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Imagine you’re at a bar and another patron offers you the following wager. He’s going to flip a coin — a standard U.S. penny like the ones seen above — a dozen or so times. If it comes up heads more often than tails, he’ll pay you $20. If it comes up tails more than heads, you pay him the same. There’s no hidden tricks. It’s a fair bet — safe to take, if you’re looking for a 50/50 chance.

Now, imagine the same offer, except that instead of flipping the coin, the other patron tells you he’s going to spin it. In fact, he’ll even let you provide the penny, just to guarantee no funny business is going on. Twenty-five spins, and if it comes up heads more often than tails, he’ll give you $20 again. But if tails comes up more often, you owe him twenty bucks.

Fair bet? Not if Persi Diaconis is right.

Diaconis is a professor of mathematics and statistics at Stanford University and, formerly, a professional magician. While his claim to fame is determining how many times a deck of cards must be shuffled in order to give a mathematically random result (it’s either five or seven, depending on your criteria), he’s also dabbled in the world of coin games. What he and his fellow researchers discovered (here’s a .pdf of their paper) is that most games of chance involving coins aren’t as even as you’d think. For example, even the 50/50 coin toss really isn’t 50/50 — it’s closer to 51/49, biased toward whatever side was up when the coin was thrown into the air.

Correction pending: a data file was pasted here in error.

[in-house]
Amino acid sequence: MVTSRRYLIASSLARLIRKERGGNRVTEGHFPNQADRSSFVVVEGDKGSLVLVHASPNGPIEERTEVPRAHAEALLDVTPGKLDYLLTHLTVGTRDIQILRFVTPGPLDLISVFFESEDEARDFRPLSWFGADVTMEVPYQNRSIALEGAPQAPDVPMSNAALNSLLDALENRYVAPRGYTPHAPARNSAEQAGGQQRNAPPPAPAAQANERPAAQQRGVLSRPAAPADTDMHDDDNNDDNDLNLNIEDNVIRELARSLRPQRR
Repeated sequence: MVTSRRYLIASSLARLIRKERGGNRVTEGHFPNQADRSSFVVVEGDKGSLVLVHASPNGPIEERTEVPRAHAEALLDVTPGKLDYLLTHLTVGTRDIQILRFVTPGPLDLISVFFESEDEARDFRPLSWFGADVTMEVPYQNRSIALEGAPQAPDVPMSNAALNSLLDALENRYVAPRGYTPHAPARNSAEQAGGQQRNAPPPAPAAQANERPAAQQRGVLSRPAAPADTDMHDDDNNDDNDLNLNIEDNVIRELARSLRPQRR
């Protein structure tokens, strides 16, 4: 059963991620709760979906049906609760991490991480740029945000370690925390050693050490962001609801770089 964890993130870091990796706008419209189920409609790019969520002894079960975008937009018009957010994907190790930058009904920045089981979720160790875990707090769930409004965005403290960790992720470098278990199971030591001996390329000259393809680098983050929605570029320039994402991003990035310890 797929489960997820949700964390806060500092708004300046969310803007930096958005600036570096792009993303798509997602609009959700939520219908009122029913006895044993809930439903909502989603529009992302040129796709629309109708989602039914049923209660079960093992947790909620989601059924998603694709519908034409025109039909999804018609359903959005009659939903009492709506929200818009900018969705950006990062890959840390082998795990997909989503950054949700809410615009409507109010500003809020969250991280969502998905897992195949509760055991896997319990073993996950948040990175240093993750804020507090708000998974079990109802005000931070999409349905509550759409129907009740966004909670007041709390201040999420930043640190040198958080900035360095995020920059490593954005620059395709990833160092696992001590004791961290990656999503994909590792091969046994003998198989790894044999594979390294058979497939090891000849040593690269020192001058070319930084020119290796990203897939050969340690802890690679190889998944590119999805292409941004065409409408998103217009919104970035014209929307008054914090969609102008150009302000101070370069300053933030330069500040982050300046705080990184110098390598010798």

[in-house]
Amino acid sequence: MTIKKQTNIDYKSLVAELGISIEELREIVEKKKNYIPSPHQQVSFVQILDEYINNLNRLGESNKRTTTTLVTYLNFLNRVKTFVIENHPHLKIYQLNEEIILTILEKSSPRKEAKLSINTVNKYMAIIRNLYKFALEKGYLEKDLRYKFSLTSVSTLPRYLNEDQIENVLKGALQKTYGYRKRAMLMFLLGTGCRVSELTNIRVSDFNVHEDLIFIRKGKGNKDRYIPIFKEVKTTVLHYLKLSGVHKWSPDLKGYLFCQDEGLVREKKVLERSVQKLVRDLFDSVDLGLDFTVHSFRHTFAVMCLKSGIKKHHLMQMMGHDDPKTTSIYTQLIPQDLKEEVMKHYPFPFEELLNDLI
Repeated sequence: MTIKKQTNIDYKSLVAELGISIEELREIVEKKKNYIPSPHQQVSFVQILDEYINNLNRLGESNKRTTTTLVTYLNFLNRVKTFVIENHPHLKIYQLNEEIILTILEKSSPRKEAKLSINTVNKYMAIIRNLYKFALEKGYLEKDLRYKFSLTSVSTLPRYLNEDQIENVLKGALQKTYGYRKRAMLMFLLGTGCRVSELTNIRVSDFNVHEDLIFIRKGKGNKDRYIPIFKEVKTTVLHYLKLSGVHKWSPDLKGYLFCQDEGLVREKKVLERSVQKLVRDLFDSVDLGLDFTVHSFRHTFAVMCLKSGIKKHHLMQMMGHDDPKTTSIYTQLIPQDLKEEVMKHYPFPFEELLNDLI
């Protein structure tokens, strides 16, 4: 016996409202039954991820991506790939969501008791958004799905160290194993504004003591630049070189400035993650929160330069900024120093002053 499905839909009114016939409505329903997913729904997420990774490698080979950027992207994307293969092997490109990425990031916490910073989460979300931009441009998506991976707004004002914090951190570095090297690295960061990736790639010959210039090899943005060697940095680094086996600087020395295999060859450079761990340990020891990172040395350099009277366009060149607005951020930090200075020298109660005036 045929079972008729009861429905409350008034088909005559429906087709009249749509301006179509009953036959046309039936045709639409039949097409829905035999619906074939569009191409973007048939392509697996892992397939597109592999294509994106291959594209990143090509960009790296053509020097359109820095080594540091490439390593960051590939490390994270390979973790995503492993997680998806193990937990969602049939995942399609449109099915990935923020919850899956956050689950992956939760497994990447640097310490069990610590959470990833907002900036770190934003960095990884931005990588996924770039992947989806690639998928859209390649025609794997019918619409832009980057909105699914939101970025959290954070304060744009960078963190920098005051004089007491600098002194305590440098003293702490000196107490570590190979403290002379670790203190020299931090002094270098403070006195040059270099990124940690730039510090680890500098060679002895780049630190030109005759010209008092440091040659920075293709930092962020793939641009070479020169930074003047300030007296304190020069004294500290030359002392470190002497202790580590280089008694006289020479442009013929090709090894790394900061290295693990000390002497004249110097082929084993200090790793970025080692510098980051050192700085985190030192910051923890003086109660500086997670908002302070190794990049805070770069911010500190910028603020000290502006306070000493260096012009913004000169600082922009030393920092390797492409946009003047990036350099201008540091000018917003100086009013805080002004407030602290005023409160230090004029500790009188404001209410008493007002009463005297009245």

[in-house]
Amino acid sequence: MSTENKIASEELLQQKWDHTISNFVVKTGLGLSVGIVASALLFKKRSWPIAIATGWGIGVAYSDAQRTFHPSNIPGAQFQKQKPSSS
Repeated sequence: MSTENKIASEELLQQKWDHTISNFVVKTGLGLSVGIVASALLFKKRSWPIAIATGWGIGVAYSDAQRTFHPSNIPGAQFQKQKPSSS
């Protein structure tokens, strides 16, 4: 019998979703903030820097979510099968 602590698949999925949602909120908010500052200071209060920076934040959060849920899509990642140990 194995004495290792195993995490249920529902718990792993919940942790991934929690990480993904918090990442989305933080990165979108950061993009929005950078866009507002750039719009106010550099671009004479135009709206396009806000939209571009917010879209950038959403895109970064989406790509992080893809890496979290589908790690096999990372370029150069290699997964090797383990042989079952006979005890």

But more incredibly, as reported by Science News, spinning a penny gives even more pronounced odds — the penny will land tails side up roughly 80% of the time. The reason: the side with Lincoln’s head on it is a bit heavier than the flip side, causing the coin’s center of mass to lie slightly toward heads. The spinning coin tends to fall toward the heavier side more often, leading to a pronounced number of extra “tails” results when it finally comes to rest.

Because the coins typically pick up dirt and oils over time, trying the experiment at home may not yield such a large percentage of “tails” over “heads” — but a relatively new coin should still give you noticeable results.

Bonus fact: Pennies are good for estimating lengths. A U.S. penny is about .061 inches in thickness and 0.75 inches in diameter. That means that 16 pennies, stacked, is about an inch tall, while the same 16 pennies, lined up tangentially, is about a foot long.

From the ArchivesFrom Abe to Zinc: Pennies cost more than they’re worth. Really.

RelatedA pound of pennies.

Originally published

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